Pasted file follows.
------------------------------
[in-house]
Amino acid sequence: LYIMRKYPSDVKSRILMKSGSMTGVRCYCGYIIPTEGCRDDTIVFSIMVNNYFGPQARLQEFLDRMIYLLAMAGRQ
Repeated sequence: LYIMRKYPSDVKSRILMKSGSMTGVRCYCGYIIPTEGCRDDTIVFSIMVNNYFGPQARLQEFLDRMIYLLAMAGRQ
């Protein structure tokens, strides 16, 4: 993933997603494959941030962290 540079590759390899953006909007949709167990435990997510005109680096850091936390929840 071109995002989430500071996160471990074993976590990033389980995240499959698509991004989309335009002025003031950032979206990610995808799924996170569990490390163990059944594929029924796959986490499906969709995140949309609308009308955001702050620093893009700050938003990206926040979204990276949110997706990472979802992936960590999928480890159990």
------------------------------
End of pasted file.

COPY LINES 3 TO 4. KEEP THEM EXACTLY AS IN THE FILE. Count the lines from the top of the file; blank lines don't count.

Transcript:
Repeated sequence: LYIMRKYPSDVKSRILMKSGSMTGVRCYCGYIIPTEGCRDDTIVFSIMVNNYFGPQARLQEFLDRMIYLLAMAGRQ
């Protein structure tokens, strides 16, 4: 993933997603494959941030962290 540079590759390899953006909007949709167990435990997510005109680096850091936390929840 071109995002989430500071996160471990074993976590990033389980995240499959698509991004989309335009002025003031950032979206990610995808799924996170569990490390163990059944594929029924796959986490499906969709995140949309609308009308955001702050620093893009700050938003990206926040979204990276949110997706990472979802992936960590999928480890159990």